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Video Game Literacy Project Home
This project began as almost all pieces of homework begin for any student, as a huge, looming drudgery. In the case of this assignment, it's a paper in which I'm supposed to write about a current field of research in English education, study an author or authors in the field, and build upon my own pedagogical philosophies. Sounds like a ton of fun!
In my case, it actually is fun. I did my research on video game literacy. One of the things I've learned in this grad program is that the key to survival is to make things as fun and engaging as possible. This doesn't mean you cut corners and slack around just to get by with passing grades. Just because something is fun doesn't mean it's easy or not a meaningful pursuit. As a growing educator myself, one thing my 7th graders taught me this semester is that if you make something fun & engaging, it's something that can be easily learned. I'd already intuitively known this for quite some time, I just didn't have it etched into my philosophical foundations. Video games have always been fun and engaging for me, but with the evolution of video games, they're becoming fun and engaging for a much larger audience. Their potential for teaching is growing right along with the technology that goes into the creation of these games.
I thought by getting into this field of study that it would be riddled with land mines of fringe philosophy. That anything form of research I would find would be written by a wiry haired game-o-phile writing from the basement of his mother's house. In turn, using such a professional's opinion to support my own ideas left me feeling a little discouraged, and quite frankly a little embarrassed (and NOT because I too still technically live in my mother's basement and play video games). I was thankfully wrong in my assumptions when I came across a major contemporary scholar on the subject of video game literacy, James Paul Gee.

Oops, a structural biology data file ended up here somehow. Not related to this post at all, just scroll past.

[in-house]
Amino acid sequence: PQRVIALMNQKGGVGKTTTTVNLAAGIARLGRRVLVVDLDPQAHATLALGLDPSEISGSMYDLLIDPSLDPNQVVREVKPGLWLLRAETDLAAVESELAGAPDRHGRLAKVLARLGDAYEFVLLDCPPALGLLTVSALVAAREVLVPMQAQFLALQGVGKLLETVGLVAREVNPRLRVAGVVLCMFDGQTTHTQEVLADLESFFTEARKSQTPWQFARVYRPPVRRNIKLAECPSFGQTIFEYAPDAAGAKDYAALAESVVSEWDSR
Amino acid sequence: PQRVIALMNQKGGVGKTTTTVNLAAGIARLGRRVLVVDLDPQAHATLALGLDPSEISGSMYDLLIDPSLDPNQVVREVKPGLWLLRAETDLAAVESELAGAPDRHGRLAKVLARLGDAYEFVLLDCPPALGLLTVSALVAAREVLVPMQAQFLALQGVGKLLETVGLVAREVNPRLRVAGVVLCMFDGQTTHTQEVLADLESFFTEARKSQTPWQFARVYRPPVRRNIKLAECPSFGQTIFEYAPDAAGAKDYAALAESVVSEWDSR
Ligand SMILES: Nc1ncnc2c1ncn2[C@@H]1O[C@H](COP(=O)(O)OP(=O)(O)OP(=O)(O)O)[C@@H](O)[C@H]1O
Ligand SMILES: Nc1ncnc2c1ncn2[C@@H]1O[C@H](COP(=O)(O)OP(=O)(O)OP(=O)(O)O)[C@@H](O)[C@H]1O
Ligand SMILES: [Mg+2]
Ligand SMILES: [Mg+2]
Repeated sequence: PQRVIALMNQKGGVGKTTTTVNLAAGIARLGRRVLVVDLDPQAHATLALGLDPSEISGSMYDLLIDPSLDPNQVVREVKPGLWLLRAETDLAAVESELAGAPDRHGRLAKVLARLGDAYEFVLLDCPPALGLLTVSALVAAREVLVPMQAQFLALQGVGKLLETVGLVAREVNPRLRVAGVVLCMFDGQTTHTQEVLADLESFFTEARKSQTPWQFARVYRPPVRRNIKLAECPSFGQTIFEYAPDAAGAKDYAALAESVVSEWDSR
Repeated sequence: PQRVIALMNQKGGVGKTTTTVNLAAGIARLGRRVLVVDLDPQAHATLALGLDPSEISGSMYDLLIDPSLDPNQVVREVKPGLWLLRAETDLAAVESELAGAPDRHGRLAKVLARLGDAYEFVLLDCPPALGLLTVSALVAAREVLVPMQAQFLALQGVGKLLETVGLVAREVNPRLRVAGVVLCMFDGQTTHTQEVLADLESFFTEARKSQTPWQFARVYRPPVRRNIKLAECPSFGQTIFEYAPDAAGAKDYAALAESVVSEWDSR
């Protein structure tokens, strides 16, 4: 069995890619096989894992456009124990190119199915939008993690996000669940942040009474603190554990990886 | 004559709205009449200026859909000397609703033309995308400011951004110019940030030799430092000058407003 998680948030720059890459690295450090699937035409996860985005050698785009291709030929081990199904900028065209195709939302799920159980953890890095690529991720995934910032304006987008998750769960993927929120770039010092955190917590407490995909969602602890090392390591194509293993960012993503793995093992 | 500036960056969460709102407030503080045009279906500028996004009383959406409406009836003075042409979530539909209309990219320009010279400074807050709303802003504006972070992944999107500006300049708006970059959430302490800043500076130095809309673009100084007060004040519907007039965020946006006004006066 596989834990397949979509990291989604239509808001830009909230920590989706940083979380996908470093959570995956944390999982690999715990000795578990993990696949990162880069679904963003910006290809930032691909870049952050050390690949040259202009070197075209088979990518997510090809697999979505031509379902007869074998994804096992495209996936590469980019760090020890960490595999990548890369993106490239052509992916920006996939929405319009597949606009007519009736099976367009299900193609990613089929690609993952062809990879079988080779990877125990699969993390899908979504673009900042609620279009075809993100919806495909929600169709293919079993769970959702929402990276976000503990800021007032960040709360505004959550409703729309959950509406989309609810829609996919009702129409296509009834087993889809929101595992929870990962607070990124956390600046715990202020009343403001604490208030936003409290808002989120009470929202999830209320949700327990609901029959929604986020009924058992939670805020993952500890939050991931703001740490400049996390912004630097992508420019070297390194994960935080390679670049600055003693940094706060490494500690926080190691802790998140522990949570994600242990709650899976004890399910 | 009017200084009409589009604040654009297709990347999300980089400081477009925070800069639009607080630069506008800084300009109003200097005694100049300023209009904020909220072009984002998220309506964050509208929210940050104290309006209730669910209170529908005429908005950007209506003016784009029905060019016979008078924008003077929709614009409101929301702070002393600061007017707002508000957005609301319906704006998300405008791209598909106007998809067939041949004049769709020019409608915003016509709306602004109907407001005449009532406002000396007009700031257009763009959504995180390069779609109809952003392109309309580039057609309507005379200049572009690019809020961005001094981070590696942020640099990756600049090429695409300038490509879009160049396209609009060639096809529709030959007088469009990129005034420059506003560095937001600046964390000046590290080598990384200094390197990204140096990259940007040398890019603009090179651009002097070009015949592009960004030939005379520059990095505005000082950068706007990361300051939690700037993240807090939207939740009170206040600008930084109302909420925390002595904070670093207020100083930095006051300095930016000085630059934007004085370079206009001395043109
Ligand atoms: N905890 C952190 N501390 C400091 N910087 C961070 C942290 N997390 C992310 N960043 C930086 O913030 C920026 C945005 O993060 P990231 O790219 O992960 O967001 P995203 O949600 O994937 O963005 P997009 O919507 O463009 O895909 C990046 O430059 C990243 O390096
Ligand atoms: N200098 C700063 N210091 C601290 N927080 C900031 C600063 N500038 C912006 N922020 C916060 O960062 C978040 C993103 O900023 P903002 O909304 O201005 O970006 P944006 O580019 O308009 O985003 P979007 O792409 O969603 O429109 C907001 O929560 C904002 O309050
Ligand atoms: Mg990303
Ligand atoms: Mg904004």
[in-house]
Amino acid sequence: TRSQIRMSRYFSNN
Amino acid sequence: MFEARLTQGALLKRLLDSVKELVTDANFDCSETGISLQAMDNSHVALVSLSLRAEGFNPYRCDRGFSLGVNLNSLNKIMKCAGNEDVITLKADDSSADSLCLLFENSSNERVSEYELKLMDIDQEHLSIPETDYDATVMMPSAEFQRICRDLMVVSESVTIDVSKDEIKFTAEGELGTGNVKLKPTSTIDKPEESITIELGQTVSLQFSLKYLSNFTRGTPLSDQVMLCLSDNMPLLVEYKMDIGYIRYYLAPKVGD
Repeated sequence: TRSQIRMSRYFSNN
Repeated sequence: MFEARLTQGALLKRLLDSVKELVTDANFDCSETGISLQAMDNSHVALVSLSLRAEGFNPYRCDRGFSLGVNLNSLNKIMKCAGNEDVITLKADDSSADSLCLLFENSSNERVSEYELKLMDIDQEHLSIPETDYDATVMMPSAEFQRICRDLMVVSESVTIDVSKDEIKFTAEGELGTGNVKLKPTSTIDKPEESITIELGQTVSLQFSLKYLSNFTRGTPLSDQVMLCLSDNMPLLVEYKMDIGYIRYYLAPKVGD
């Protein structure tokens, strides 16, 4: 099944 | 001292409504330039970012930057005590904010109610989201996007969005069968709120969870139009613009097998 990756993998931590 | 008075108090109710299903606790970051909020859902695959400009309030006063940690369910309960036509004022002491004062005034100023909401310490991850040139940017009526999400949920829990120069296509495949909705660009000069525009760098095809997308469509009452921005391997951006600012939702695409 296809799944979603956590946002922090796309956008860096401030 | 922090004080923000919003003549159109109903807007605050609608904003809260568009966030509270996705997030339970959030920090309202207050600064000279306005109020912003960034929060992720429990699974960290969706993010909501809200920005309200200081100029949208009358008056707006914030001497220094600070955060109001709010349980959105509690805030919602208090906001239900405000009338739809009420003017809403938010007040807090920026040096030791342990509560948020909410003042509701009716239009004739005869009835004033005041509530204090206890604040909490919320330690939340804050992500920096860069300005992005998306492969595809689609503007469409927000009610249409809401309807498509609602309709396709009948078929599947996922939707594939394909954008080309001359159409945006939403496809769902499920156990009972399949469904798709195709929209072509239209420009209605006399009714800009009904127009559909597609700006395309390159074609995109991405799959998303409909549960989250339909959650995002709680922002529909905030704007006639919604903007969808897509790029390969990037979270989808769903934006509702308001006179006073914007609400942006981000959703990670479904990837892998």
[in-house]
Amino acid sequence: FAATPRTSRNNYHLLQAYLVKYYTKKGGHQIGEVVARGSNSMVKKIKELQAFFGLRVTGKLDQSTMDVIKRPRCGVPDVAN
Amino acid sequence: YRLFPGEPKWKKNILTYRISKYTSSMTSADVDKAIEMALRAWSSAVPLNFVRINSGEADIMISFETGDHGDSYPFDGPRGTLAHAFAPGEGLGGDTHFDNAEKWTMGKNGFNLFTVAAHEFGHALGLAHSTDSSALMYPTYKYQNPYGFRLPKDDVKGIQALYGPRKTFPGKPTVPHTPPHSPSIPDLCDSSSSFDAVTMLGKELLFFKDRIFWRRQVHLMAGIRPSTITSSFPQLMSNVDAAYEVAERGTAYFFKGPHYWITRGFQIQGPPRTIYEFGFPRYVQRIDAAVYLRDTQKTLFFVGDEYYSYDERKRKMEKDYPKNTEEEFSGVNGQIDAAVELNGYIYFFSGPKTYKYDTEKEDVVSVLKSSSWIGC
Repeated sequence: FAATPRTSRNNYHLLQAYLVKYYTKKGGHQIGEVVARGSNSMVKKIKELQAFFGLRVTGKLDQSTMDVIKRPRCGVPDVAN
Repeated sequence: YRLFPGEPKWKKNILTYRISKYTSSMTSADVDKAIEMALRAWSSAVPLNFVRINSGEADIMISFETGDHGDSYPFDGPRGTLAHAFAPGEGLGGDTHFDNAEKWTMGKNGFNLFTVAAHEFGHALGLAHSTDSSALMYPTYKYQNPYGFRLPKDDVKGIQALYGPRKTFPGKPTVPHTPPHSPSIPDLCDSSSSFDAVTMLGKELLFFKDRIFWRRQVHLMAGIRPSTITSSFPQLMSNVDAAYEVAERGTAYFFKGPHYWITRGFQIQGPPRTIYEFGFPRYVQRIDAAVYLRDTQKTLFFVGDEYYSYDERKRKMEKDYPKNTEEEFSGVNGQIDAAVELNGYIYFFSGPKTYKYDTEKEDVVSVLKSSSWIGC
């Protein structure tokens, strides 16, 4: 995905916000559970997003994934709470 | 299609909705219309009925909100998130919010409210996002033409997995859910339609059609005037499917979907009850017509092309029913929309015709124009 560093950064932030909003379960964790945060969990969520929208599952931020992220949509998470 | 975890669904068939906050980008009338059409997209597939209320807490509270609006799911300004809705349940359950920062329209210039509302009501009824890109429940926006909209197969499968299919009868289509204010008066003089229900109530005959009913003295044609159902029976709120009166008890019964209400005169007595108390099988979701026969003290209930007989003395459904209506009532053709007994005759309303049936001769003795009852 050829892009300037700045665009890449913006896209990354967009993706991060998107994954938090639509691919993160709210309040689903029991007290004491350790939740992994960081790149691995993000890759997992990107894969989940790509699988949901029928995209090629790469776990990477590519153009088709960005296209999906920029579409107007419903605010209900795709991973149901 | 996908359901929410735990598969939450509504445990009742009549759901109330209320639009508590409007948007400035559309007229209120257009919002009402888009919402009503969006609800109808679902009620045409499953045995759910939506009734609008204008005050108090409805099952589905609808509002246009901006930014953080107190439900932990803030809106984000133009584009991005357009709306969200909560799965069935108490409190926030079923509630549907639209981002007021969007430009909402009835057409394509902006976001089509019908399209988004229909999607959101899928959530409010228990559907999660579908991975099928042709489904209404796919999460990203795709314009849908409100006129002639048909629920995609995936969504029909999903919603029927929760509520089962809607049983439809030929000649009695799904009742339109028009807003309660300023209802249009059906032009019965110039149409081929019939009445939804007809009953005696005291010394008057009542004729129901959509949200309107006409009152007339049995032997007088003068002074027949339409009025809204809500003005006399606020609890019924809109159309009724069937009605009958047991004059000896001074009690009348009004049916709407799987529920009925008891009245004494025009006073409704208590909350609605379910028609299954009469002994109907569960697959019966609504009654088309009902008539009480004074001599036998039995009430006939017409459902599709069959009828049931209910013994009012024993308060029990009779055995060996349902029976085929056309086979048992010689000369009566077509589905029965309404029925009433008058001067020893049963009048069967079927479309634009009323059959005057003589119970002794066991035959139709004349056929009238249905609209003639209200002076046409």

James Paul Gee is a professor at Arizona State University. He received his Ph.D in linguistics from Stanford University and has been publishing in the field of "new literacy studies" since the early 1990's. I think this is significant, because my own interest in video games, and their subsequent applications toward literacy and my own classroom, stems from this idea of the modern, digital world and the new ways in which information is communicated and received.
It is this changing world we live in that makes me take a step back from the school of thought that says "our children are doomed, no one knows how to read anymore!" I believe that in our connected world of ethernet, 500 channel television, cell phones, and iPods, that our children today are simply more savvy and capable than we realize, and that quite frankly, the written word is simply an outdated form of communication for them.
Make no mistake, I'm not trying to play down the importance of reading the printed word. I believe it is essential, to a point where it is critical. The problem is that our children today are too easily bored, just like I am. Why on earth would they sit down and read a dusty old tome, with the words "The Lord of the Rings" printed across the top of it when they can sit down in front of a computer and create their OWN character on Blizzard's World of Warcraft, and live out their own epic fantasy adventure?
Why would they listen to a teacher's lecture on the history of the Italian Renaissance when they can stalk the streets as Ezio Auditore and tour Florence themselves in Assassin's Creed 2? These are the questions I've asked myself for years as a student, and now as I'm about to enter the teaching world, it is with a great sense of pride that I begin my exploration into video games and their capacity for literacy and education. While this journey will probably not yield any definite answers, it is not a definite answer I'm looking for to such questions as those posed about WoW or Assassin's Creed. Rather, it is what we do with those questions, and in what direction we go in our public schools, to adapt and educate a young, intelligent generation that is waiting for a world that is progressing more rapidly than we can keep up with.
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|kpedro||Research paper = win||0||Nov 30 2009, 9:15 PM EST by kpedro|
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